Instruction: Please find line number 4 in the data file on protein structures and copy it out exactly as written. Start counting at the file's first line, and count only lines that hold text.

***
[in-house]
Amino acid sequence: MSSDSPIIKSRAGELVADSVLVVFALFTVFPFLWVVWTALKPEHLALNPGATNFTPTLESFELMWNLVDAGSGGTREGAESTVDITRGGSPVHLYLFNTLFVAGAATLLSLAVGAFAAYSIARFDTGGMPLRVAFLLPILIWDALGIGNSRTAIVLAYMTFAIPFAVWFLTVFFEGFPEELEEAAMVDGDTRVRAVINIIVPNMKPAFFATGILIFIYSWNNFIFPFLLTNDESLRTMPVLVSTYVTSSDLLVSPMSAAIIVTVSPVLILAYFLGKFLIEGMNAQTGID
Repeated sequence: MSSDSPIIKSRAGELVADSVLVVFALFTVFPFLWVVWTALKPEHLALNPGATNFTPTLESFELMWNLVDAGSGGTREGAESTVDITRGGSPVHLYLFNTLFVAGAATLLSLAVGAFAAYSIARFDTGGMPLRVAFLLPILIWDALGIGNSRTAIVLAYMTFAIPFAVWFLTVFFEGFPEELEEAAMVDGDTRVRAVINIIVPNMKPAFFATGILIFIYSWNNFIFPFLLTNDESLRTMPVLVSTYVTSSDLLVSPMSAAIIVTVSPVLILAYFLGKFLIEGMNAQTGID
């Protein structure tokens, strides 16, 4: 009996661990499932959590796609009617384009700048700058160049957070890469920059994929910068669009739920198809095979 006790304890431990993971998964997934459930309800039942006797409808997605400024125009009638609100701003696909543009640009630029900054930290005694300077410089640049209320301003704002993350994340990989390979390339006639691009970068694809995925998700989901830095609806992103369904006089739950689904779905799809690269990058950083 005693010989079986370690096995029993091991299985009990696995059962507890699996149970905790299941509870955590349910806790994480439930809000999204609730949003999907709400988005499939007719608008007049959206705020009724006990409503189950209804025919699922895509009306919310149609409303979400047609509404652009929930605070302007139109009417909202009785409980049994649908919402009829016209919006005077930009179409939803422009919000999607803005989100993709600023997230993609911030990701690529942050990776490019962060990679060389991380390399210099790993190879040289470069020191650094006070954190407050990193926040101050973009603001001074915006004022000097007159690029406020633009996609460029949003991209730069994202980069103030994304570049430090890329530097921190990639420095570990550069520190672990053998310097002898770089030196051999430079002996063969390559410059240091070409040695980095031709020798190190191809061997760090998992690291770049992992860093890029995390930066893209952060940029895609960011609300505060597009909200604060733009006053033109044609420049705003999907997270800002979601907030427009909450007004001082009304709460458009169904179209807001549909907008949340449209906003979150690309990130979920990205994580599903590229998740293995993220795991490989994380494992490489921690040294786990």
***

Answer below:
């Protein structure tokens, strides 16, 4: 009996661990499932959590796609009617384009700048700058160049957070890469920059994929910068669009739920198809095979 006790304890431990993971998964997934459930309800039942006797409808997605400024125009009638609100701003696909543009640009630029900054930290005694300077410089640049209320301003704002993350994340990989390979390339006639691009970068694809995925998700989901830095609806992103369904006089739950689904779905799809690269990058950083 005693010989079986370690096995029993091991299985009990696995059962507890699996149970905790299941509870955590349910806790994480439930809000999204609730949003999907709400988005499939007719608008007049959206705020009724006990409503189950209804025919699922895509009306919310149609409303979400047609509404652009929930605070302007139109009417909202009785409980049994649908919402009829016209919006005077930009179409939803422009919000999607803005989100993709600023997230993609911030990701690529942050990776490019962060990679060389991380390399210099790993190879040289470069020191650094006070954190407050990193926040101050973009603001001074915006004022000097007159690029406020633009996609460029949003991209730069994202980069103030994304570049430090890329530097921190990639420095570990550069520190672990053998310097002898770089030196051999430079002996063969390559410059240091070409040695980095031709020798190190191809061997760090998992690291770049992992860093890029995390930066893209952060940029895609960011609300505060597009909200604060733009006053033109044609420049705003999907997270800002979601907030427009909450007004001082009304709460458009169904179209807001549909907008949340449209906003979150690309990130979920990205994580599903590229998740293995993220795991490989994380494992490489921690040294786990």